In the preferred embodiment, the face mask 15 can be manufactured of any conventional structural material typically used in the manufacture of face masks, such as for example, any number of plastics (such as polycarbonate alloy) or a metal wire of round configuration covered with plastic. Similarly, helmet 11 could be manufactured of any suitable commercially available helmet material such as any a number of plastics well known in the art, including for example, polycarbonate, polycarbonate alloy, fiberglass. Posts 20 could be manufactured, for example, of hard rubber or of plastic and the posts could be manufactured integrally with the helmet, as shown in the embodiments of FIGS. 8 and 9. However, posts 20 could be retrofitted to existing helmets using attachments, such as bolted connections, screwed connections, adhesive, rivets or the like.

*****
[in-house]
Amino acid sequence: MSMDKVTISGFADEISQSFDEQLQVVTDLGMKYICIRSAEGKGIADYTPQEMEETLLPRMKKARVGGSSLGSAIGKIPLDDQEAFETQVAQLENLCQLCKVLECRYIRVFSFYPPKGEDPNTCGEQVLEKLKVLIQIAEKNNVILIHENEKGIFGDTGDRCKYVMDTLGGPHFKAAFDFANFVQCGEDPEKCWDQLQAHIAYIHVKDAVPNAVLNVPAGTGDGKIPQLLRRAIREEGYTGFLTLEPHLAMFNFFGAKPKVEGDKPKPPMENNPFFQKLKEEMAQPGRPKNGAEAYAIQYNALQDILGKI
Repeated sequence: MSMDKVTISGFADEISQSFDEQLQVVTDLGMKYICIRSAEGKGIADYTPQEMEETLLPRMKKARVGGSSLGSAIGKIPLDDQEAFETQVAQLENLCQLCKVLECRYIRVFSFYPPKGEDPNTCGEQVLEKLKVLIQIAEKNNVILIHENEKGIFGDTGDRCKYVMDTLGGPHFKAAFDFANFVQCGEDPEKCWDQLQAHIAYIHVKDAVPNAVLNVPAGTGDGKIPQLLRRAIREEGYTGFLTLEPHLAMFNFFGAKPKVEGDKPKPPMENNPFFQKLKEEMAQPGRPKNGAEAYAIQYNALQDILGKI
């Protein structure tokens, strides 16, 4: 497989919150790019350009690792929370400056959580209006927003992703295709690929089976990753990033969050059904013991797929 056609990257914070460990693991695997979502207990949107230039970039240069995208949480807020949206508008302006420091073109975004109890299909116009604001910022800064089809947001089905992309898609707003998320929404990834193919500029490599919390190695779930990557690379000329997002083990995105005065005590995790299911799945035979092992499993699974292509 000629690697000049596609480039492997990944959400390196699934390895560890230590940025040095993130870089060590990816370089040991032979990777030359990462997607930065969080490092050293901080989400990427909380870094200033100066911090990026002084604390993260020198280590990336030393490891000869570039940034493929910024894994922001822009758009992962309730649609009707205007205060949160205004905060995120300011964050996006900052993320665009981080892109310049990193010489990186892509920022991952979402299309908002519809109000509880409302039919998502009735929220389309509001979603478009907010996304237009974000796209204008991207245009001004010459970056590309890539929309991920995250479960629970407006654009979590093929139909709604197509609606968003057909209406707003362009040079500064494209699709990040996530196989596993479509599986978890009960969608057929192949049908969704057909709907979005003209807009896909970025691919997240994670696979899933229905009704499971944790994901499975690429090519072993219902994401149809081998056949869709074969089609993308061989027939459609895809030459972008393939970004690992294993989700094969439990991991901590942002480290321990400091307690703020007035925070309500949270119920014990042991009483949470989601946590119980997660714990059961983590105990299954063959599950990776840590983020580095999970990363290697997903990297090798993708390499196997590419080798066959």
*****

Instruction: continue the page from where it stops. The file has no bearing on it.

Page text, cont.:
The foregoing description of the invention is illustrative and explanatory thereof, and various changes in the size, shape and materials, as well as in the details of the illustrated construction may be made without departing from the spirit of the invention.
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|U.S. Classification||2/424, 2/425|
|Nov 4, 1988||AS||Assignment|
Owner name: DEVUN, DENIS, LOUISIANA
Free format text: ASSIGNS A FORTY PERCENT INTEREST;ASSIGNOR:SNOW, PAUL D.;REEL/FRAME:005974/0387
Effective date: 19880917
|Jul 10, 1994||FPAY||Fee payment|
Year of fee payment: 4
|Aug 18, 1998||REMI||Maintenance fee reminder mailed|
|Jan 24, 1999||LAPS||Lapse for failure to pay maintenance fees|
|Apr 6, 1999||FP||Expired due to failure to pay maintenance fee|
Effective date: 19990122